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How Switzerland contributes to PLATO

ESA’s next-generation planet-hunting mission received the green light to continue with its development after the critical milestone review concluded successfully in January. Switzerland plays a key role in this special undertaking. 

Artistic illustration of PLATO in space. Credit: ESA

How many rocky, Earth-like planets are there, out there vastness of the cosmos? How many orbit a star similar to our Sun? How many could potentially be inhabited? These are some of the most important questions that astronomy could hope to answer. So far, it has not. Not for a lack of effort, but rather because the instruments with which such questions could be answered simply do not exist. Yet.

One that is currently under development, the PLAnetary Transits and Oscillations of stars – or PLATO, will help answer these questions, as it was specifically designed to do so. In January, it passed its so-called critical milestone review, in which essential parts of the designs were checked – such as the spacecraft’s ability to safely carry its payload, i.e. the telescopes with which it will monitor its targets.

Switzerland and the NCCR PlanetS play important roles in the realization of PLATO and its scientific goals.

A wealth of expertise for follow-up investigations

Planets that orbit their star many light years away from Earth are extremely difficult to view directly, mostly because they are incredibly dim compared with their host stars. PLATO will therefore detect planets indirectly, with the so-called Transit method. This method detects dips the brightness of a star when a planet passes by between the star and the telescope — a transit.

From transits, astronomers can not only infer the existence of an exoplanet but also estimate its size from the extent of the dimming of the star’s light. To reveal its mass and to determine whether a planet is rocky or rather made mostly of gas or ice, however, additional investigations are necessary.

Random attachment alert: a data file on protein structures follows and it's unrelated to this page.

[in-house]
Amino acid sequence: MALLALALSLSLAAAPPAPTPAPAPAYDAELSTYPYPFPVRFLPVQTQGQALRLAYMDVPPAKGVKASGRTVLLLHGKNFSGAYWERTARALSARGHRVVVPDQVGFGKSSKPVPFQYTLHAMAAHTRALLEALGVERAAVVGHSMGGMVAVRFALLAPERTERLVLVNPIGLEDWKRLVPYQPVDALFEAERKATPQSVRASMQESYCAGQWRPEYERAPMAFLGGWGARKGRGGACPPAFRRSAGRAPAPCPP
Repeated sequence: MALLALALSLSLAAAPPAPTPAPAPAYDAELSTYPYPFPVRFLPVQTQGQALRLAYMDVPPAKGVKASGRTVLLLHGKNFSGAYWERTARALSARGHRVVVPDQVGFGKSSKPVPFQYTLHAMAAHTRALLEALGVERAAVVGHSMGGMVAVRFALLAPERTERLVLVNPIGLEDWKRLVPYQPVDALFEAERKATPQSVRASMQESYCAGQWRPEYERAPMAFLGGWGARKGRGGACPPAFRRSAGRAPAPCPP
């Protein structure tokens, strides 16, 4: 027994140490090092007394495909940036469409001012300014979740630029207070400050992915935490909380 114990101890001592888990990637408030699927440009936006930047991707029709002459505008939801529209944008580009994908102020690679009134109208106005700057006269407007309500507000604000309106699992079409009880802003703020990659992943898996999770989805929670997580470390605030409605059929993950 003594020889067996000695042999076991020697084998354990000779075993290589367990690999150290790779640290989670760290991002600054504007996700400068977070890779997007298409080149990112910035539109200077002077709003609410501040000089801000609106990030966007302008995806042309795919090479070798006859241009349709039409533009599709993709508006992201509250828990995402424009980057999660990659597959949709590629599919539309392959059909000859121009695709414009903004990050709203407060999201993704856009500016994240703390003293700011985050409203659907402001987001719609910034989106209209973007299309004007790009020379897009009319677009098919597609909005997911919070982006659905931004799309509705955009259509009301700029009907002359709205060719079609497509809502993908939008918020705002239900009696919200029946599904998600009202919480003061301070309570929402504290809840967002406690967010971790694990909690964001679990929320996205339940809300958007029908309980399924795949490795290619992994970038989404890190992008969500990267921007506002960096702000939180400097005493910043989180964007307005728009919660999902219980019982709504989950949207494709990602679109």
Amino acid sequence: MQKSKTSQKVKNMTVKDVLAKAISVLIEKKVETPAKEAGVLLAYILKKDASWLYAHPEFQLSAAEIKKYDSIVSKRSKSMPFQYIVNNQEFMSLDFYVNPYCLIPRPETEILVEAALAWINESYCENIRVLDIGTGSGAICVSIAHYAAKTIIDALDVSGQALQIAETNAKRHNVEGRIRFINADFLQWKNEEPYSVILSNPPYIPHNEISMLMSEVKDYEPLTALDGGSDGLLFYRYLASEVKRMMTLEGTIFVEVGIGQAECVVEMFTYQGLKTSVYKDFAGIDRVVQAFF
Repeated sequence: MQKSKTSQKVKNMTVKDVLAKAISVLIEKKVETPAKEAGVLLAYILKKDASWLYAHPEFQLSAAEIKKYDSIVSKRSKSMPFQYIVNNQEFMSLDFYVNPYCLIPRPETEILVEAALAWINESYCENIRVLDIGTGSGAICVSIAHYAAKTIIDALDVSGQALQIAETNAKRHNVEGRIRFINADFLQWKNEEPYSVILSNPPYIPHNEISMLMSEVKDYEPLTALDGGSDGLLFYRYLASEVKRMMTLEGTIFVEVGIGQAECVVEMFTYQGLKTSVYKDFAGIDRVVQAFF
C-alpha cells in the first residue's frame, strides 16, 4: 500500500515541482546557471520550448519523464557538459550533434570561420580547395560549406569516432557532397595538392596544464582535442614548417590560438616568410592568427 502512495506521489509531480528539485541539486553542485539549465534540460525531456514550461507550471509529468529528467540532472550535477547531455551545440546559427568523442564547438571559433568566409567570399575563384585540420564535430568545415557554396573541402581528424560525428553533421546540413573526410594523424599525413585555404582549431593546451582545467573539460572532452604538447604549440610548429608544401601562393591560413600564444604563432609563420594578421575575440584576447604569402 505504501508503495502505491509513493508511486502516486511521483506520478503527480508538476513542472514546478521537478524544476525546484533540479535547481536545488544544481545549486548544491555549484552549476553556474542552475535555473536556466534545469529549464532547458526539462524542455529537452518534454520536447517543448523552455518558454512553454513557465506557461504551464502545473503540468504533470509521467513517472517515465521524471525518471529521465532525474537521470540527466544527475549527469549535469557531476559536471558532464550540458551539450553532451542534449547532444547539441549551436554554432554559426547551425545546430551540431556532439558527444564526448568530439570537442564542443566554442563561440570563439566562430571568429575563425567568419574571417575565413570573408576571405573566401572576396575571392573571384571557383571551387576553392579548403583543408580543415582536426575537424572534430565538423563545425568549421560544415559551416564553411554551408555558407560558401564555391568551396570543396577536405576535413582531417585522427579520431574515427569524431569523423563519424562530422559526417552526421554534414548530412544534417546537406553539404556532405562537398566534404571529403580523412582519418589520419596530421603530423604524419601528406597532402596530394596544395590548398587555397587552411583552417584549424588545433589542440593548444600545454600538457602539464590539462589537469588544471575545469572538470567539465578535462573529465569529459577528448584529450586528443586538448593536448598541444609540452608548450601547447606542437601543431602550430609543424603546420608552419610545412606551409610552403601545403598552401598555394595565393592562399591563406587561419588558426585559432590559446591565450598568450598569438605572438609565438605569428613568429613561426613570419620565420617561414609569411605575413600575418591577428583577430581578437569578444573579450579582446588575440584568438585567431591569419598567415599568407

Such follow-up results could be obtained with other instruments – for example the High Accuracy Radial velocity Planet Searcher – HARPS –, at the ground based ESO La Silla 3.6m telescope.

Artistic illustration of an exoplanet system. Credit: ESA

“Since the first discovery of an exoplanet around a Sun-like star in 1995, the University of Geneva has had a world-leading expertise in detecting exoplanets and their masses with the so-called radial velocity method. By detecting changes in a star’s light due to the gravitational pull of an orbiting planet, we can obtain a planet’s mass. Combined with the results of PLATO, we will also be able to determine a planet’s make-up”, PLATO researcher Stéphane Urdy, who is a Professor of Astronomy at the University of Geneva and a member of the NCCR PlanetS points out.

Stéphane Udry, Co-Director of the NCCR PlanetS. (Photo: University of Geneva)

PLATO will not be the first instrument to detect exoplanets in this manner – with its 4 telescopes, for example, NASA’s TESS Exoplanet Mission already detected thousands of exoplanets with the help of the transit method. PLATO will however be equipped with no fewer than 26 separate telescopes that are dedicated to target planets resembling our own: Earth-like planets orbiting Sun-like stars in the so-called habitable zone – within which liquid water can exist. This sets it apart from previous missions like TESS, which are better suited to find giant (gas) planets that orbit their star on very close orbits (which makes them easier to spot but also quite hostile to life). PLATO will also be able to deliver precise measurements of the mass, size and age of stars – all of which are important to understand planetary systems as a whole.